Web Developer Class: How to Create Fast Loading JPEG Images for the Web

By Nathan Segal

One the most important considerations when designing a web site is when working with images. According to some studies, you have only ten seconds for your web page to load, otherwise you risk losing your audience. And if you use images, it’s really important to know how to use them, so they load quickly. As mentioned in a previous article, there are several main image formats for the Web. These are: JPEG, GIF, PNG and PNG-8. Of these, I recommend JPEG, GIF and PNG-8. I don’t recommend the use of the normal PNG version because it can bloat your file sizes by five to ten times.

In this article, we’re going to look at compression of the JPEG format. In a future article, we’ll look at GIF and PNG-8 compression. Our program of choice is Paintshop Photo Pro X3.

To recap what I wrote earlier, JPEG is the format you would use for color and grayscale images, GIF and PNG-8 are best for line drawings, text, etc. The goal of working with all of these formats is to compress your images so that they load quickly, without sacrificing quality. JPEG

We’re going to work with compressing this image. First off, there are a few ways to compress the image in this application. One is to use File: Save As, or Export: JPEG Optimizer. Both methods will take to you to the JPEG Optimizer, though the second option is the more direct route.

In the JPEG Optimizer you have access to a number of compression tools. We’ll get into those in a minute. For now, I want to draw your attention to the Wizard button at the bottom of this dialog box.

This is a great option for users who aren’t familiar with image compression. It guides you through a simple 3 step process for compressing images. I recommend leaving the settings at the default, especially on page two, regarding Chroma sub sampling.

If you want more control than what the Wizard offers, it’s time to explore the JPEG Optimizer. I’ve chosen this image of coffee beans because it will show you what will happen if you take compression too far. As a starting point, I’ve reduced the image to 600x400 pixels. Halfway down the page in this dialog box, you’ll see three tabs, covering quality, format and download times. Of these, I’m only going to focus on quality and download times. For format, I’m going to leave that at the default setting, which is standard. Under the quality tab, you’ll notice a pop-up for chroma settings. Leave that in the default position. Right above that, you’ll see that the default compression setting is 20%. And if you look at the data right above the tabs, you’ll see that the uncompressed file size is 705 KB and the compressed size is 82.17 KB.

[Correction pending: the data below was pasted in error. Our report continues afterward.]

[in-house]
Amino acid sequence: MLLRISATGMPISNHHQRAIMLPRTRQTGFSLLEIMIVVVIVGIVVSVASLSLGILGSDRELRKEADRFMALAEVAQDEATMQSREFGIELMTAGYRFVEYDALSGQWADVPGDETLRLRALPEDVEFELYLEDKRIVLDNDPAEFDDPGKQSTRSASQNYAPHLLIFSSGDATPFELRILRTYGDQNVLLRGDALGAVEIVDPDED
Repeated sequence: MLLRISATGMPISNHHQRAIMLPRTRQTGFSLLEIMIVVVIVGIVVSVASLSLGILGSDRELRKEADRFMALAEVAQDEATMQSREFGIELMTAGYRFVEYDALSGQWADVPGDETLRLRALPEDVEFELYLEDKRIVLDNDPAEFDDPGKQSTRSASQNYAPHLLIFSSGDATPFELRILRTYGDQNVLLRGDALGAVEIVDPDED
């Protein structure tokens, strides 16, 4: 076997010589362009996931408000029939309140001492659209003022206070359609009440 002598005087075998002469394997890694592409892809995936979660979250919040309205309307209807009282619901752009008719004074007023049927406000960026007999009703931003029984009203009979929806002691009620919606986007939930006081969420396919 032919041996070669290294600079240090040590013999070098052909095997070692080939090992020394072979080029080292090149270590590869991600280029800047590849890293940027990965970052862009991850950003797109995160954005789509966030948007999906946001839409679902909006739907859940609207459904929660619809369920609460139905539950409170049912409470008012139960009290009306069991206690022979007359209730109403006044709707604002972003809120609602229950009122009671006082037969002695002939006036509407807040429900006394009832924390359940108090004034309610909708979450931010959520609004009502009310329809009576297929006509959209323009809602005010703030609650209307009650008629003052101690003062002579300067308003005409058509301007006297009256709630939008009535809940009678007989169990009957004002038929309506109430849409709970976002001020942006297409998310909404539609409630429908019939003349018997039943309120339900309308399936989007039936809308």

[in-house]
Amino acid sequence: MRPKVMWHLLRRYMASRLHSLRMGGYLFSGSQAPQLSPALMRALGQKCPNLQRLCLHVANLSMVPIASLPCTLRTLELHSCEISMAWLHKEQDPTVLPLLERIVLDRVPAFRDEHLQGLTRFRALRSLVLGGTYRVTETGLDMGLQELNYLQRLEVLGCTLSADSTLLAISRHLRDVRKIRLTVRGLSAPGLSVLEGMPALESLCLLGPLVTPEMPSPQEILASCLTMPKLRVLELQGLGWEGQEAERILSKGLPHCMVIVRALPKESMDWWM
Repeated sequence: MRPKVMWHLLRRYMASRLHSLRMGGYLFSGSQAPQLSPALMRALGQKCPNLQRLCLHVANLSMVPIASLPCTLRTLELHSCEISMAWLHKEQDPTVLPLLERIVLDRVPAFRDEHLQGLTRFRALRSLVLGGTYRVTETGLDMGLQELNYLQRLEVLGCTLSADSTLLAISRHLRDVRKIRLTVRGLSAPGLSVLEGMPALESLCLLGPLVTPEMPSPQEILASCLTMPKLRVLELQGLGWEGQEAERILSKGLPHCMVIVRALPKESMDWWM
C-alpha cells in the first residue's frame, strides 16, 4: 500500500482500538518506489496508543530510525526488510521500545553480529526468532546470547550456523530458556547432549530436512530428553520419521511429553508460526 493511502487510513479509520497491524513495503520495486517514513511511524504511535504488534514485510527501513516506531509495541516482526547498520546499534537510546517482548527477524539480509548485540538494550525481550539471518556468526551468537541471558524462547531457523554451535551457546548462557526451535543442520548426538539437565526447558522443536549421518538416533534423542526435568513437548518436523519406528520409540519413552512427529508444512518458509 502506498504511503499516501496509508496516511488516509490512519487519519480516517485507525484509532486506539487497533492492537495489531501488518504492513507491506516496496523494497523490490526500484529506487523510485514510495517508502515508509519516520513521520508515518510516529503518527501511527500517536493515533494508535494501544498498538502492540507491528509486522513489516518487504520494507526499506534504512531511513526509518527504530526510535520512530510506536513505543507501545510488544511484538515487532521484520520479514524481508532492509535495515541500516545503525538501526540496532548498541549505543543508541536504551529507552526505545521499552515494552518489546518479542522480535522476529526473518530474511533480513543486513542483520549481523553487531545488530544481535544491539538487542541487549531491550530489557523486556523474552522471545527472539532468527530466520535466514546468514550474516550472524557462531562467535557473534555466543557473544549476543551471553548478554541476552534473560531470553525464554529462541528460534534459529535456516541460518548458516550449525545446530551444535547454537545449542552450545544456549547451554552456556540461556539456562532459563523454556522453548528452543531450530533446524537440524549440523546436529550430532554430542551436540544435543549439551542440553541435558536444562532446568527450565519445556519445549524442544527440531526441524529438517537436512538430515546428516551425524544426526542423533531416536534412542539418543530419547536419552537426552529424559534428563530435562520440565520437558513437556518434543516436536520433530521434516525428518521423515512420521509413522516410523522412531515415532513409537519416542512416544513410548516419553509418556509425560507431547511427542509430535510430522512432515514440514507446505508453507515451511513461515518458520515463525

Note that I’ve also zoomed in to 150 on the image. The reason is so you can get a better visual of what happens to the image at higher levels of compression and what happens when you take compression too far. Note that compression is subjective and will vary from image to image. The more complexity that an image has, such as textures, the less it will compress. In contrast, images with large areas of a similar color, such as a blue sky will compress more.

Since we began with a compression setting of 20%, we’ll double that compression (to 40%) and see what happens to the image. The resulting file size is much smaller, at 34.49 KB, but when you look at the image, you can see that the quality is starting to suffer. The color starting to wash out, the image is starting to fall apart and the edges are beginning to degrade.

Now, we’ll take it one step further. We’ll increase the compression to 70%. Note what happens. The file size is much smaller, only 17.68 KB, but that comes at a price. Note how much the image has degraded. Colors have started to clump together, edge definition has degraded considerably and overall, the image appears blurred.


This article gives you an overview of JPEG compression and what can happen if you go too far. Fortunately, there are other options for compression which will give you a smaller file size, such as reducing the dimensions of the image. This way you can reduce the amount of compression and still achieve a smaller file size without sacrificing quality.

Still, there will be some situations where you need a large image on screen. If that’s the case, the solution is to use image slicing, where you break the image into sections. These load in pieces and let the user know that more is coming. We will explore this in another tutorial. Also, in the next tutorial, we look at GIF and PNG-8 compression.

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